A challenging mix of Acadian woods and mountain peaks, Mount Carleton has more than 17,000 ha (42,000 acres) of pristine wilderness waiting for today’s explorer. Our habitat is home to more wild animal species than any other part of the province. At least 100 different types of birds and 30 species of mammals live here. A botanist’s eye will also discover a number of rare plants, including Alpine blueberry and Bigelow’s sedge on the slopes of Mount Carleton itself.
Dark Sky Preserve!
Mount Carleton Provincial Park is committing to protect and preserve the night sky by applying strict lighting guidelines to reduce light pollution. The guidelines are tailored to protect ecosystems, reduce energy consumption, maintain dark skies and promote star and planet gazing on clear nights. The project was a joint effort by Parks Canada and the Royal Astronomical Society of Canada.
Two of these mammals - the Gaspé shrew and the Yellow-nosed Rock vole - are relatively rare. Caribou roamed here until 1930, when they were crowded out by White-tailed deer. Mount Carleton includes approximately a half-dozen known deeryards. Moose are common in the Nepisiguit Lakes region. Other common mammals include lynx, fisher, marten, porcupine, squirrels and rabbits.
Common bird sightings include goshawks, grouse, owls, woodpeckers, ravens, thrushes (Bicknell's Thrush), warblers and grosbeaks.
Hiking is a must-do at this provincial park. From a wheelchair-accessible trail at Williams Falls, to challenging mountain hikes, our 11 trails are waiting to be explored. Discover a ridge of North America’s oldest mountains; 62 km (38.5 mi.). Bring your mountain bike and observe wildlife while exploring Mount Carleton’s roads and old logging routes. On a clear day, from the top of the Maritimes’ highest mountain, you can see 10-million trees.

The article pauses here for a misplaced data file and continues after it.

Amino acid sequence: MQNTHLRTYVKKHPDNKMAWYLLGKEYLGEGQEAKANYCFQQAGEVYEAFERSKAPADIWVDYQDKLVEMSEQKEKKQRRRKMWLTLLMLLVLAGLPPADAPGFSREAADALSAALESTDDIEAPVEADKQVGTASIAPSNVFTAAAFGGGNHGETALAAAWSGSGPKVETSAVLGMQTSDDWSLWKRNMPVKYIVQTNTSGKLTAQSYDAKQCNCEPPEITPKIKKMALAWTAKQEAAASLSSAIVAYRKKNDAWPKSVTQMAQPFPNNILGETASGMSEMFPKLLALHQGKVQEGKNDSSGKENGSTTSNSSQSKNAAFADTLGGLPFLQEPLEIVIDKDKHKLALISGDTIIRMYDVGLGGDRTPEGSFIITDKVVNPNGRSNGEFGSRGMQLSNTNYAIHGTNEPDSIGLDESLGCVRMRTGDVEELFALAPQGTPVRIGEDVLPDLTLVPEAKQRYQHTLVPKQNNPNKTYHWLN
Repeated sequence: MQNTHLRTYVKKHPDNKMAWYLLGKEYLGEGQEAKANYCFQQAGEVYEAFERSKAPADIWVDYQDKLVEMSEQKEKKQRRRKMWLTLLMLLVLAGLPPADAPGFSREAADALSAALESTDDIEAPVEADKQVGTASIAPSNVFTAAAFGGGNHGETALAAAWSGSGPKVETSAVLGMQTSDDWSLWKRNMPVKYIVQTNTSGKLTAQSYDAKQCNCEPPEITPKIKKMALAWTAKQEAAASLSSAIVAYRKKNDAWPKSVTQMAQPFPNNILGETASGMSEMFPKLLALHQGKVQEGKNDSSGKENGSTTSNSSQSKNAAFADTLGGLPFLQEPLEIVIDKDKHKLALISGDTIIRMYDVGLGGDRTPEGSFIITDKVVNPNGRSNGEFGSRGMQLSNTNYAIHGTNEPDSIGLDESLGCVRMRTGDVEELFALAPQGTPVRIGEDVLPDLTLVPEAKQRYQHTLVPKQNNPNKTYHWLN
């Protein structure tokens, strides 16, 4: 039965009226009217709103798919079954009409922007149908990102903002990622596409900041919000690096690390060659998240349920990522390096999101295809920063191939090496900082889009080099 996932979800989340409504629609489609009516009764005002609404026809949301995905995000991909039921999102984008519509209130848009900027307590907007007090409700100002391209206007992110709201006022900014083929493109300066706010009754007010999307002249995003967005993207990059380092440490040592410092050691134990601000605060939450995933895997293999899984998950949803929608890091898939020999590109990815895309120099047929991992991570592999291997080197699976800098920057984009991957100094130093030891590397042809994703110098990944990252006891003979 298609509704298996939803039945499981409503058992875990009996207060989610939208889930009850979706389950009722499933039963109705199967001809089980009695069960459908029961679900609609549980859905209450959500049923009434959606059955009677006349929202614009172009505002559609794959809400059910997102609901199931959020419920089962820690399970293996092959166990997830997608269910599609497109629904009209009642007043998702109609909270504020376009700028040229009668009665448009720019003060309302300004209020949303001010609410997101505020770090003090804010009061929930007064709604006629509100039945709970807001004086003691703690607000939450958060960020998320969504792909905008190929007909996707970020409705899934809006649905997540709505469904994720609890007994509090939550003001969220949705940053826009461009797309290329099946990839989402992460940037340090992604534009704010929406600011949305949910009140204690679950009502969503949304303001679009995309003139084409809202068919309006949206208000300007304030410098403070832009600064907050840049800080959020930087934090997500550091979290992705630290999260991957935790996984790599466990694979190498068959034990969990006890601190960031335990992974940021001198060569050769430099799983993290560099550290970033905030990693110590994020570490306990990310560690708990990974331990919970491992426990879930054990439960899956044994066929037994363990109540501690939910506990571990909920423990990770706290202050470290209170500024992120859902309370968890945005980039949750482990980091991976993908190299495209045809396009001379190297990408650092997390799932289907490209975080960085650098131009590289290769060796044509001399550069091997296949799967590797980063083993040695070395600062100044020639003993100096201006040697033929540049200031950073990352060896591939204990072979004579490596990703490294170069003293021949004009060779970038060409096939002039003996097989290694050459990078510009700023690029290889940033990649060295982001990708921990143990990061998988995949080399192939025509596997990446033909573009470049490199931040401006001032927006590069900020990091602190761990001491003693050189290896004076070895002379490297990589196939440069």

Mount Carleton, 820m (2,690 ft) the highest peak in the Maritimes
Mount Head, 792m (2,589ft) off the beaten track, but worth it!
Mount Sagamook, 777m (2,549 ft) our most challenging hike
Mount Bailey, 564m (1,850 ft) an easier climb, great view.
Trail Map (PDF, 509KB)
Canoeing and row boating are encouraged on a variety of wilderness lakes and rivers. Bring your paddle within reach of the province’s most primitive and pristine wild land.
(Fishing is not allowed in Mount Carleton's streams since these contain valuable fish-spawning areas.
Nictau Lake: Picnic area, fire ring, barbecue, shelter, play area and unsupervised freshwater beach.
Armstrong Brook: Campground with 88 wilderness sites, unsupervised freshwater beach and nature trail. Canoe docks are close by.
Pine Point: At the tip of Bathurst Lake, a short nature trail and boat launch.
Inlet Brook: On the shores of Bathurst Lake, a picnic spot, boardwalk, bridged brook and walking trail.
Park gates are open during the daytime from January 1 to the end of March. Most roads remain unplowed and form part of the snowmobile trail system. For those who enjoy cross-country skiing and snowshoeing, the park offers a 7.5 km (4.6 mi.) un-groomed scenic trail. Unserviced wilderness camping is also available, as well as ice fishing for perch, trout and landlock salmon on Big Nictau Lake (bring your angling license and your equipment).
Discover the Friends of Mount Carleton
*For additional information or to reserve a campsite, call the toll-free number or send an email request.